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The New Jersey Institute of Technology (NJIT) is now embarking on a major expansion of OVSA, funded by NSF using American Recovery and Reinvestment Act (ARRA) funds. The project expands OVSA from its current complement of 7 antennas to a total of 15 by adding 8 new antennas, and replaces the existing control systems, wiring, and signal processing with modern, far more capable and reliable systems based on newly developing technology. In so doing, we will create a university-led community facility that will address a broad range of new science that will serve the scientific community. The project will support that community by providing open data access and software tools for analysis of the data, to exploit synergies with on-going solar research in other wavelength bands. The project will result in a world-class facility for scientific research at microwave radio frequencies (1-18 GHz) in areas of important national interest, such as understanding the Sun's influence on the Earth and near-Earth space environment—a subject broadly termed Space Weather. The solar science to be addressed focuses on the magnetic structure of the solar corona, on transient phenomena resulting from magnetic interactions, including the sudden release of energy and subsequent particle acceleration and heating, and on space weather phenomena. The project also includes an exciting program of targeted astronomical science. The non-solar science exploits the large amount of available observing time when the array is not used for solar work, to do search, follow-up, and monitoring of transient radio astronomical sources. The project will be completed in time to provide solar-dedicated observations during the upcoming solar maximum in 2013 and beyond.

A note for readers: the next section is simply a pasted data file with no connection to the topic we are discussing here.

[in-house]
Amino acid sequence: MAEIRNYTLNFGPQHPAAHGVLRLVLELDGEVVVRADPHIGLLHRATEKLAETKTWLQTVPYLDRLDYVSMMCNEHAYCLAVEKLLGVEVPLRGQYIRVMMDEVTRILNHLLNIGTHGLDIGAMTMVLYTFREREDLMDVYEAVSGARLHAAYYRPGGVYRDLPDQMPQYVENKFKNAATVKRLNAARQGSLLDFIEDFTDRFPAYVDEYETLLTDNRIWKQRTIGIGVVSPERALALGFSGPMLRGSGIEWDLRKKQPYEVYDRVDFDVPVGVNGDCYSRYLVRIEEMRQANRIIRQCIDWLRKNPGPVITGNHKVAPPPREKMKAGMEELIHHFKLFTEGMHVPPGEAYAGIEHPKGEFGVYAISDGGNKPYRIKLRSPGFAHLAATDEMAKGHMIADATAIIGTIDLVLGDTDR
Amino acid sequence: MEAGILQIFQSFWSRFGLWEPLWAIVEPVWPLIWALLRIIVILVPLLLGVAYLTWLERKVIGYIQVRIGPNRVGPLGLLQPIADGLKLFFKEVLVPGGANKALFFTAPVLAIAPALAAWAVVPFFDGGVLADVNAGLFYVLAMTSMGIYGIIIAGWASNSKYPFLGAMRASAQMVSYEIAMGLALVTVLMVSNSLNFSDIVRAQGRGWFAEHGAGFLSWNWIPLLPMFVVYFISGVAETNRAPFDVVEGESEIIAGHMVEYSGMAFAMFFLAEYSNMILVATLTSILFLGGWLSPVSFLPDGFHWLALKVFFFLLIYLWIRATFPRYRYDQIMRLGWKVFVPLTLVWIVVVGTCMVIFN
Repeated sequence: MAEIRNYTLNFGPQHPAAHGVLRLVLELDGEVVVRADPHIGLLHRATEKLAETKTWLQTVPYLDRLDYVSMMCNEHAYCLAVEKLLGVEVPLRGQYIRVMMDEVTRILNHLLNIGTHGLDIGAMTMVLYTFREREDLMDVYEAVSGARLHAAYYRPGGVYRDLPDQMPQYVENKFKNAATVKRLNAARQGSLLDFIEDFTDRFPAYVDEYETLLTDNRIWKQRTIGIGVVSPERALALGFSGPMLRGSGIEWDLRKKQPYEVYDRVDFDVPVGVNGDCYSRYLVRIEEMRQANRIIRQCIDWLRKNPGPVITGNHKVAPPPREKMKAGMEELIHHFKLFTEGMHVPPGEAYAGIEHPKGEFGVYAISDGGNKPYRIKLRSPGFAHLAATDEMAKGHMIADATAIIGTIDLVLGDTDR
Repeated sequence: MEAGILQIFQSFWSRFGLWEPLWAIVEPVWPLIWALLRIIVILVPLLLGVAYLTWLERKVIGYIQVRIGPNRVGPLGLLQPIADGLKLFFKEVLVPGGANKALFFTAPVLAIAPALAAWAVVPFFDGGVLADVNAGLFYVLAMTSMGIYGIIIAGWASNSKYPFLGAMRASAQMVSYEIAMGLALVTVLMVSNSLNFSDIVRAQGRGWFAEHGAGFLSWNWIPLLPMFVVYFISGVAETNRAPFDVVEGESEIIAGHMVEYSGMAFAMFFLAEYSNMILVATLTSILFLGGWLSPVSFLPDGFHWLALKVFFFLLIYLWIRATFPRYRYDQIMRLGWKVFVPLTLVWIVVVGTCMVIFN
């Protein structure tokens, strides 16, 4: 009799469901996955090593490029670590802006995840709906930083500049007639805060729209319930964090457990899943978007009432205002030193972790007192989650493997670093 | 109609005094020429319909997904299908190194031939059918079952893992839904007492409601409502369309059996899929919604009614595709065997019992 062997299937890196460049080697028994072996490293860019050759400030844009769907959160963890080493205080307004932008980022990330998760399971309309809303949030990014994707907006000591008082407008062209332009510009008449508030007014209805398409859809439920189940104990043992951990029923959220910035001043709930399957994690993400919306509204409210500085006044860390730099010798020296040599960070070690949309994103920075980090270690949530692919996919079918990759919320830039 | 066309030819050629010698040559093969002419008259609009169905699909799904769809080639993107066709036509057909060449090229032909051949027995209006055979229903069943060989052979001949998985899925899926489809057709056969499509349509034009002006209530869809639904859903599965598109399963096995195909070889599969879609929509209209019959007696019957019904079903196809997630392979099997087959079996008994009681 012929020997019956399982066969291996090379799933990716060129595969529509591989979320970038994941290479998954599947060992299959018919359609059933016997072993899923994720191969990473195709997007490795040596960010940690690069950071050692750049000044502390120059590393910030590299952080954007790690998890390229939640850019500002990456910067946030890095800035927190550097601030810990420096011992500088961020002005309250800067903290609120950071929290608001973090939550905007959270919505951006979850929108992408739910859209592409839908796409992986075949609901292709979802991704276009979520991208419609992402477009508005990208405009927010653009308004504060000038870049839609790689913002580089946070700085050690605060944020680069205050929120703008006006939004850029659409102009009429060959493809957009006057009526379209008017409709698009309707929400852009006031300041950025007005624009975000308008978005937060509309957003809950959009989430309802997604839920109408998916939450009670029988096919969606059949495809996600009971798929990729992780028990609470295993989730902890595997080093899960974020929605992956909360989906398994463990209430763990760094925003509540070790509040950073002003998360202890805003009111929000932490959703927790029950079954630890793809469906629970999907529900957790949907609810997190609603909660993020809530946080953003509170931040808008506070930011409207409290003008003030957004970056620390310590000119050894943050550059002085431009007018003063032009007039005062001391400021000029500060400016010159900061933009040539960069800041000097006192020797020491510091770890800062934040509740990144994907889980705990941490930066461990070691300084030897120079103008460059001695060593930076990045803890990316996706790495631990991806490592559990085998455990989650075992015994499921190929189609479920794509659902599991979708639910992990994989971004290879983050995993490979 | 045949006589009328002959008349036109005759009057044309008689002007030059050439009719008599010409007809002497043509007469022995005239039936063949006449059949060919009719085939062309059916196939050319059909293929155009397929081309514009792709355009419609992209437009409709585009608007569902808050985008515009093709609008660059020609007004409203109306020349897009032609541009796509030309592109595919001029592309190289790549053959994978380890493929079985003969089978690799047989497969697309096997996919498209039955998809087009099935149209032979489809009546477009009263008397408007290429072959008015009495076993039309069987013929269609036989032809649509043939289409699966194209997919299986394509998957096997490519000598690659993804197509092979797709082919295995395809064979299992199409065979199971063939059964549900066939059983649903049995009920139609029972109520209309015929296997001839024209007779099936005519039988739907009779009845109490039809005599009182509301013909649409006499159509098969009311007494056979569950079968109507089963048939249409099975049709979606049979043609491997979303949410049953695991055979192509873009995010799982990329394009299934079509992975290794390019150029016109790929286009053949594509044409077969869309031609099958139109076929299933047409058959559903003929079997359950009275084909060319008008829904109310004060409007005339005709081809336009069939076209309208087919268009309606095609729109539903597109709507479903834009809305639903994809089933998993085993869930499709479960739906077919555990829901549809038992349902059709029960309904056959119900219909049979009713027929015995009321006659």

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The range of science to be conducted with the Expanded OVSA is broad and unique. Check out the science page for more on each topic.

  • Magnetic and Plasma Structure Above Active Regions
    • Coronal Magnetography
    • Temperature, Density, Nonthermal Electrons
  • Flaring Loops and Particle Acceleration in Solar Flares
    • Electrons and Magnetic Fields in Flaring Loops
    • Dynamic Imaging and Turbulence
  • Drivers of Space Weather
    • F10.7 Images
    • Eruptive Events
  • Night-Time Observations of Variable and Transient Sources
    • Blazars
    • Long Duration Radio Transients (LDRTs)
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The OVSA Expansion calls for a complete redesign of the array, adding 8 new 2-m antennas, and moving the 5 existing 2-m antennas to new locations. These 13 antennas provide 78 baselines for imaging. The two 27-m antennas will be completely refurbished and modernized with new control systems and cooled receivers, for both night-time science and calibration of the array. The maximum baseline will grow to more than 1.5 km, for a typical resolution (varies by time of day and season) of about 60"/n GHz. The table at right summarizes the expected instrument parameters. Below are some highlights of the instrument specifications. These are subject to change as the design becomes more detailed during development.

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OVSA Expansion Project Instrument

OVSA Upgrade Specifications

Frequency range

1 – 18 GHz

Number of data channels

2 (dual polarization)

IF bandwidth

500 MHz per channel

Frequency resolution

Raw: 122 kHz (4096
spectral channels)
Science: ~50 MHz

Time resolution

Sample time: 20 ms
Full Sweep: 680 ms


Full Stokes (IQUV)

Number correlator inputs per data channel


Number and type of antennas

Five 2-m equatorial
Eight 2-m azel
Two 27-m equatorial (night-time and cal. only)

Angular resolution

57"/ n GHz × 51"/ n GHz

Array size

1.08 km EW x 1.22 km NS


This material is based upon work supported by the National Science Foundation under Grant Nos. AST-1312802. Any opinions, findings, and conclusions or recommendations expressed in this material are those of the author(s) and do not necessarily reflect the views of the National Science Foundation. Funding is also provided by a NASA Supporting Research & Technology grant NNX14AK66G.